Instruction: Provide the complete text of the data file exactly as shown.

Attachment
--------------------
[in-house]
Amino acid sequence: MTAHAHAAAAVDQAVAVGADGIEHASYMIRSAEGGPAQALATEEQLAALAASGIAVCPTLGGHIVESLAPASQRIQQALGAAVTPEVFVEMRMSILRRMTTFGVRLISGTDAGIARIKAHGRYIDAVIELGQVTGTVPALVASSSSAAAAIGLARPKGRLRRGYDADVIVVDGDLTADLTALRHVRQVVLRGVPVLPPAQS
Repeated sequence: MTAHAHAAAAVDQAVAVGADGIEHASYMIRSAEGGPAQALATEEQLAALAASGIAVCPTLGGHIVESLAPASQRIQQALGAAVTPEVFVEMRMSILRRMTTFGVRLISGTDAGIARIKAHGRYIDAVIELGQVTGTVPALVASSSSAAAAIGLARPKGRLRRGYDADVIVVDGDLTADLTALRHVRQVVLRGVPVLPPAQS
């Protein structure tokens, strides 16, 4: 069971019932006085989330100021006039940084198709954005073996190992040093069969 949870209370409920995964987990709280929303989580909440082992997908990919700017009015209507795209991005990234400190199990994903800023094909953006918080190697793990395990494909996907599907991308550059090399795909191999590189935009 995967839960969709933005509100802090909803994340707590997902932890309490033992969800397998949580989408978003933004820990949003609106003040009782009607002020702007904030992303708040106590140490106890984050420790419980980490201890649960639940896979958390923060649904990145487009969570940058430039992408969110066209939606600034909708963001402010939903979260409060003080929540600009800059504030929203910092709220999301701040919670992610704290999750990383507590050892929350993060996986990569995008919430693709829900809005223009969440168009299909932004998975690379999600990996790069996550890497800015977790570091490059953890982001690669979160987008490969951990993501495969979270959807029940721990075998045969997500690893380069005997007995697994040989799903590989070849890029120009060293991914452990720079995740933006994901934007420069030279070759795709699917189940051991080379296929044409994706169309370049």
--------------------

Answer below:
[in-house]
Amino acid sequence: MTAHAHAAAAVDQAVAVGADGIEHASYMIRSAEGGPAQALATEEQLAALAASGIAVCPTLGGHIVESLAPASQRIQQALGAAVTPEVFVEMRMSILRRMTTFGVRLISGTDAGIARIKAHGRYIDAVIELGQVTGTVPALVASSSSAAAAIGLARPKGRLRRGYDADVIVVDGDLTADLTALRHVRQVVLRGVPVLPPAQS
Repeated sequence: MTAHAHAAAAVDQAVAVGADGIEHASYMIRSAEGGPAQALATEEQLAALAASGIAVCPTLGGHIVESLAPASQRIQQALGAAVTPEVFVEMRMSILRRMTTFGVRLISGTDAGIARIKAHGRYIDAVIELGQVTGTVPALVASSSSAAAAIGLARPKGRLRRGYDADVIVVDGDLTADLTALRHVRQVVLRGVPVLPPAQS
């Protein structure tokens, strides 16, 4: 069971019932006085989330100021006039940084198709954005073996190992040093069969 949870209370409920995964987990709280929303989580909440082992997908990919700017009015209507795209991005990234400190199990994903800023094909953006918080190697793990395990494909996907599907991308550059090399795909191999590189935009 995967839960969709933005509100802090909803994340707590997902932890309490033992969800397998949580989408978003933004820990949003609106003040009782009607002020702007904030992303708040106590140490106890984050420790419980980490201890649960639940896979958390923060649904990145487009969570940058430039992408969110066209939606600034909708963001402010939903979260409060003080929540600009800059504030929203910092709220999301701040919670992610704290999750990383507590050892929350993060996986990569995008919430693709829900809005223009969440168009299909932004998975690379999600990996790069996550890497800015977790570091490059953890982001690669979160987008490969951990993501495969979270959807029940721990075998045969997500690893380069005997007995697994040989799903590989070849890029120009060293991914452990720079995740933006994901934007420069030279070759795709699917189940051991080379296929044409994706169309370049």